Top European Union post for Loughborough academic
Loughborough University’s Professor David T Llewellyn has been appointed Chair of the European Banking Authority’s influential Banking Stakeholder Group.
Professor Llewellyn, of the School of Business and Economics, has previously been the Vice Chair of the Banking Stakeholder Group, a consultative and monitoring body of the EBA.
Professor Llewellyn’s appointment comes at a time when Europe, and indeed the world, is in the middle of a banking crisis.
He said: “These are challenging times for bank regulators around the world as responses are needed following one of the most serious banking crises ever.
“The most serious banking crisis ever will be followed by one of the biggest-ever changes in the regulation regime of banks.
“The central task is to not only construct regulation to lower the probability of future bank failures, but to also establish arrangements to lower the cost of those failures that do occur and, most especially, to protect tax-payers”.
The EBA is the European Union agency responsible for the regulation of banks across the EU area.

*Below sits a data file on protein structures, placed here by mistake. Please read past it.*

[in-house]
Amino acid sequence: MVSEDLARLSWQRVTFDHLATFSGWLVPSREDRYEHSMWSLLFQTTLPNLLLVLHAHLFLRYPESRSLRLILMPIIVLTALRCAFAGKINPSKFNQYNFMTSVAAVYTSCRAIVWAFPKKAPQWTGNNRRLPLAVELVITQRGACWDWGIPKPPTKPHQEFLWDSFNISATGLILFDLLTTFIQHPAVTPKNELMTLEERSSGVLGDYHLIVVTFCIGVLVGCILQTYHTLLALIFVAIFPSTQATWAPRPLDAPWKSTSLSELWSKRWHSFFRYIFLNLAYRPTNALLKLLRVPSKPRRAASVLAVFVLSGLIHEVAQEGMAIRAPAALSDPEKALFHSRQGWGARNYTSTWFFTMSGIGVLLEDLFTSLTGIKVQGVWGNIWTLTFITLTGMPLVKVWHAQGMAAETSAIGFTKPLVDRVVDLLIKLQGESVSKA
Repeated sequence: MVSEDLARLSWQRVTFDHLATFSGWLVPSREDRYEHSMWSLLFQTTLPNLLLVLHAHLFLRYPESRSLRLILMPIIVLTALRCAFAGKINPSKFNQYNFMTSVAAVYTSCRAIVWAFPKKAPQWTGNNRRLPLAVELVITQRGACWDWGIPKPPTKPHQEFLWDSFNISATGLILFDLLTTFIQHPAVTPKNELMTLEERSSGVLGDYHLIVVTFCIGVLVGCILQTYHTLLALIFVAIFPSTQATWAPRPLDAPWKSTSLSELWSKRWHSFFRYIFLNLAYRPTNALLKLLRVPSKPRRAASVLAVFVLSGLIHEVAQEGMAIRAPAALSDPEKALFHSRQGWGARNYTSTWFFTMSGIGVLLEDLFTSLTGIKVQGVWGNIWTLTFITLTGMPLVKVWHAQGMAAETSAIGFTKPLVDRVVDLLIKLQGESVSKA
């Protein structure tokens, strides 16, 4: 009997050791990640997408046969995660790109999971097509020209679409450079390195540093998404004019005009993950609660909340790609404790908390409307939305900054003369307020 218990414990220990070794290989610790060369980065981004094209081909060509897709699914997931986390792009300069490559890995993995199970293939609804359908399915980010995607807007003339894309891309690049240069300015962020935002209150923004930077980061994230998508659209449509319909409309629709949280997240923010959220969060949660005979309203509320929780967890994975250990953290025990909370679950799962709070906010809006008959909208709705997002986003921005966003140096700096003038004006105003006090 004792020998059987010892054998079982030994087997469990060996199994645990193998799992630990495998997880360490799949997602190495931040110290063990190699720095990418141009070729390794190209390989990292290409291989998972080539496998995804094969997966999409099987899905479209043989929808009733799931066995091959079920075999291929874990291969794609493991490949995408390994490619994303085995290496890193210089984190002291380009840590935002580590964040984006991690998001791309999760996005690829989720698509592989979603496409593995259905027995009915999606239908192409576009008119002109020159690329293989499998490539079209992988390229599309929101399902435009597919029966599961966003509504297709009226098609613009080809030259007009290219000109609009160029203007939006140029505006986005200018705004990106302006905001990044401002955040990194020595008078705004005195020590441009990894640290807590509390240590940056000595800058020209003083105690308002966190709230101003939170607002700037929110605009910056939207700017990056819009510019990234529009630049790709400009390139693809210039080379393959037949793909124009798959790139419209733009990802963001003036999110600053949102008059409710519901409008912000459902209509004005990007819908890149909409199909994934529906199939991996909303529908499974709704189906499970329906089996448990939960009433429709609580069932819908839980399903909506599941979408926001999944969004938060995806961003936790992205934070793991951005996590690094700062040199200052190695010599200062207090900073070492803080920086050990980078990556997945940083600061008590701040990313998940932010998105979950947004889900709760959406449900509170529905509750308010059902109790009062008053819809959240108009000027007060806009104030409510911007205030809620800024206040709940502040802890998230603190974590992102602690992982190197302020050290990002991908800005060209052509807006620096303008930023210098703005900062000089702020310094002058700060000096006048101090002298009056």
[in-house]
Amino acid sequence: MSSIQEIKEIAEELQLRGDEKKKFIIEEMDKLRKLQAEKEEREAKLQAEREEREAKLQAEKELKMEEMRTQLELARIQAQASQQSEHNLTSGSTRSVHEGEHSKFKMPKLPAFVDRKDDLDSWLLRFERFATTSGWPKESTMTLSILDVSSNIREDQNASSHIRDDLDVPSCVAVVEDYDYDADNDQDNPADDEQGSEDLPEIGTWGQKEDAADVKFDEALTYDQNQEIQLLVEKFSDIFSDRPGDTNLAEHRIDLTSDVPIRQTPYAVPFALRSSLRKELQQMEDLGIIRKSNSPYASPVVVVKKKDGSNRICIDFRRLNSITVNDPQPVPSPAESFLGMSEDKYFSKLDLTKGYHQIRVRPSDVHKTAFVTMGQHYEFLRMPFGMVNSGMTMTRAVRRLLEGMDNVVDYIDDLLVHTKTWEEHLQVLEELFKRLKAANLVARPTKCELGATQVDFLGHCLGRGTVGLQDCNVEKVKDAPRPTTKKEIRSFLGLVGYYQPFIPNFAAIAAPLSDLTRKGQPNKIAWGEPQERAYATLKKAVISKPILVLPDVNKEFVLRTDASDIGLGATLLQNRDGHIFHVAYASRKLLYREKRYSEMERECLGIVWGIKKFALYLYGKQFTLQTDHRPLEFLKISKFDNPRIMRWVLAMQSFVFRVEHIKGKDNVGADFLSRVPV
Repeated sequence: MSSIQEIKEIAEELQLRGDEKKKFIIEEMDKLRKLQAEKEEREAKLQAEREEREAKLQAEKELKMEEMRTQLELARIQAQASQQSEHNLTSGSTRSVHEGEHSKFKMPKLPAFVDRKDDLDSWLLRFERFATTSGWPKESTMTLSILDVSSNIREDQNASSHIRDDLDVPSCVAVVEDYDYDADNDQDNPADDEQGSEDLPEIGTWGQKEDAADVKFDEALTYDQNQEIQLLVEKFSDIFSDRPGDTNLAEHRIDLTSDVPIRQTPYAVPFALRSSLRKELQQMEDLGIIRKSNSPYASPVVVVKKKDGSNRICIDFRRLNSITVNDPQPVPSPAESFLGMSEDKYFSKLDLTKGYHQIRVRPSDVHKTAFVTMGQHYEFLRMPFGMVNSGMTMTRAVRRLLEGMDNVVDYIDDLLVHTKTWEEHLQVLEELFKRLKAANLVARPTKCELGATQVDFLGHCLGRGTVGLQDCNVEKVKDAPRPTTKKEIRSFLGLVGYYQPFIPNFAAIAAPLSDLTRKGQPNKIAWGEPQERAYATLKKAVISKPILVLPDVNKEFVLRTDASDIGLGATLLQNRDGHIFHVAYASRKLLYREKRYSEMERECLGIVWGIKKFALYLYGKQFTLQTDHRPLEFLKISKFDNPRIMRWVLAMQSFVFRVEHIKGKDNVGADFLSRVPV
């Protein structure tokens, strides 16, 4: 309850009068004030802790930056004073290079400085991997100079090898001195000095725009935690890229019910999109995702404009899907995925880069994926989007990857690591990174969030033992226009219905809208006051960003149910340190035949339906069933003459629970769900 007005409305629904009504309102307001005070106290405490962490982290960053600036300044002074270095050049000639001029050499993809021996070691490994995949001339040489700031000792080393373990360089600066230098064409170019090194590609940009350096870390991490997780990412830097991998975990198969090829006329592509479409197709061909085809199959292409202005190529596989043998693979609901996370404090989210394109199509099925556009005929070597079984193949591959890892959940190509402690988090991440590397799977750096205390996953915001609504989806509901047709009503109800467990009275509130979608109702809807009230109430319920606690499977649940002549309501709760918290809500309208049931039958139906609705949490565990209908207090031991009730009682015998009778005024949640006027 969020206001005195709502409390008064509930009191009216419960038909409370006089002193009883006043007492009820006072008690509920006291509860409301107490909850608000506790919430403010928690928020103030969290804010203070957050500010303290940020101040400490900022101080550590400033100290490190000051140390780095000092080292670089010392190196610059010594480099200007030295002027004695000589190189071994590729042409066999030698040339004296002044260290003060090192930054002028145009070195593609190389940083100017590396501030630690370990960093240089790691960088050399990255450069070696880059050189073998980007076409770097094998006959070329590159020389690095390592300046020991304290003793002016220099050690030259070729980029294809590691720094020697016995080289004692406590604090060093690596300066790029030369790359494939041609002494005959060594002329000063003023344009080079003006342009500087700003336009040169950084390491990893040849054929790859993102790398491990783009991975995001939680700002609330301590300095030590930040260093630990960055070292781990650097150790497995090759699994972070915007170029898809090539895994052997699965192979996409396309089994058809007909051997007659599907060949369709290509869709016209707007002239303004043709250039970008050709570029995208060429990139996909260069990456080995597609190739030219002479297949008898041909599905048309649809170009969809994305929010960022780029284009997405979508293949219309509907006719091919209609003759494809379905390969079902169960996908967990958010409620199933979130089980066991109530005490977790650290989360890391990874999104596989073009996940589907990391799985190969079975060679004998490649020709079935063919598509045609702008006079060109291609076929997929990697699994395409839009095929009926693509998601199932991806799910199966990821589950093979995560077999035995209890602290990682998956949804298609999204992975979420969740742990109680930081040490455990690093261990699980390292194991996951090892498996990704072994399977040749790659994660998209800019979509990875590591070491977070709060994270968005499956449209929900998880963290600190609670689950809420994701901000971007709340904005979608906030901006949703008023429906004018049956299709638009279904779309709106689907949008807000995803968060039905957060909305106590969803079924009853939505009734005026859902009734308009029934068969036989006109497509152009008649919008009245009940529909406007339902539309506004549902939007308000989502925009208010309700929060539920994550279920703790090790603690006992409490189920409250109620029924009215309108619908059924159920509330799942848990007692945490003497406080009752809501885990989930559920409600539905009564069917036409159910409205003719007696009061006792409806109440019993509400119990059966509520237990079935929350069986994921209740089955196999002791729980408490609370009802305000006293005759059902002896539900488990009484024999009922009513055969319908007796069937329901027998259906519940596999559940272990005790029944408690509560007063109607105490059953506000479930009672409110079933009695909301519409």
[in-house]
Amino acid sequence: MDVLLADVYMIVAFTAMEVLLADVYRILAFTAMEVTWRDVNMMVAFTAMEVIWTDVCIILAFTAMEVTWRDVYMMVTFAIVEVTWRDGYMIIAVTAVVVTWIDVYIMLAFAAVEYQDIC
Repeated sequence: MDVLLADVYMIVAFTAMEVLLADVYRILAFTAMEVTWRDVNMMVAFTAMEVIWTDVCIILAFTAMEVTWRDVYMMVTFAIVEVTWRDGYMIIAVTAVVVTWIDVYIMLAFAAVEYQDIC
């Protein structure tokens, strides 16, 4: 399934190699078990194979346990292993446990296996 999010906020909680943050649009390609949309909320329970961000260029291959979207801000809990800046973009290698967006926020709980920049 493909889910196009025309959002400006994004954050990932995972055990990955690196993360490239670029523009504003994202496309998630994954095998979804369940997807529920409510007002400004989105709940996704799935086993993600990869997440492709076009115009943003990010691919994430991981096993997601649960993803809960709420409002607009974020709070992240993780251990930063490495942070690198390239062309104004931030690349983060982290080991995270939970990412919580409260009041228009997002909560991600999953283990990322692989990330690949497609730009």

The Banking Stakeholder Group’s role is to help facilitate consultation with stakeholders in areas relevant to the tasks of the EBA.
The Group is composed of 30 members, drawn from EU member states and representing credit and investment institutions operating in the Union, consumers of banking services, representatives of SMEs (small and medium-sized enterprises), plus six ‘Top Ranking Academics’.
It is consulted on actions concerning regulatory technical standards and their implementation and the guidelines and recommendations made by the EBA.
It also submits opinions and advice to the Authority on any issue related to the tasks of the Authority, focusing in particular on common supervisory culture, peer reviews of competent authorities and assessment of market developments.
The Group also has the power to submit a request to the Authority, as appropriate, to investigate alleged breaches or non-application of European Union law.